Seattle Activists Fear Another Informant Is In Their Midst

Anti-war groups in Washington state have experienced a long history of police informants infiltrating their ranks.
By @MMichaelsMPN |
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    Since the 9/11 terrorist attacks, numerous student groups and anti-war organizations claim police have been spying on them. Surveillance of student groups and anti-war protesters is nothing new, but the instances of alleged unconstitutional surveillance keep piling up in an era of anti-terrorism police work. Domestic surveillance has been made more easy for authorities through the creation of fusion centers, allowing authorities to aggregate resources and compile anti-terrorism intelligence.

    According to the Department of Homeland Security website, there are now 53 primary fusion centers and 25 recognized fusion centers across the U.S. In a recent case from Seattle, community members claim that a third-degree convicted sex offender named Robert Childs has attempted to infiltrate and spy on activist groups in Seattle, Wash. according to reports by Seattle weekly newspaper the Stranger. Activists say that Childs had been attending local events and suspected he was collecting information for police — a job he has done before.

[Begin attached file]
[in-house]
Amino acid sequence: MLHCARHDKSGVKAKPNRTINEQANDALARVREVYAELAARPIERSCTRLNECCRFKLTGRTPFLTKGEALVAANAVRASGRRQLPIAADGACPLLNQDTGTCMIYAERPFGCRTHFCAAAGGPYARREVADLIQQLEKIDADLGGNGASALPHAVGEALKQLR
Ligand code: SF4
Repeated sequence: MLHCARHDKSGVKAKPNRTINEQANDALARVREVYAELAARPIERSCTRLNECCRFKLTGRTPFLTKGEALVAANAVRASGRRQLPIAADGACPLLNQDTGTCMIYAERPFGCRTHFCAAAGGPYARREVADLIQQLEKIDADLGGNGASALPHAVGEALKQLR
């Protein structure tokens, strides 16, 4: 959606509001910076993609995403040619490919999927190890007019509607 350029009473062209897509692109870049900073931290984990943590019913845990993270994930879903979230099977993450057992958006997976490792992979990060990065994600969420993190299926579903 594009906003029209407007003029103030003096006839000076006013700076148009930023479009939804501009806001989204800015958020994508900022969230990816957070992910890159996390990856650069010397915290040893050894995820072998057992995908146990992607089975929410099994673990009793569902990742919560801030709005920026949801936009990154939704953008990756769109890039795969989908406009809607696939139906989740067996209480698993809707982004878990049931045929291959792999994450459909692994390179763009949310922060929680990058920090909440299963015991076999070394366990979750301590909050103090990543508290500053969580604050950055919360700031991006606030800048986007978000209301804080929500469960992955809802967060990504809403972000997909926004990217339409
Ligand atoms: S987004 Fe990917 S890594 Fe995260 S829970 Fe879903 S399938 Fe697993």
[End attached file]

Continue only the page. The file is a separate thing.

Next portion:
Technically, there is nothing illegal about using a convicted sex offender as an informant, but activists and civil liberties organizations have reported a growing number of cases in which police have used dubious intelligence-gathering methods. The Port Militarization Resistance (PMR), Iraq Vets Against the War and other anti-war groups in Olympia, Wash. say the military has illegally spied on their protests, according to reports by the National Lawyers Guild (NLG) dating back to 2009.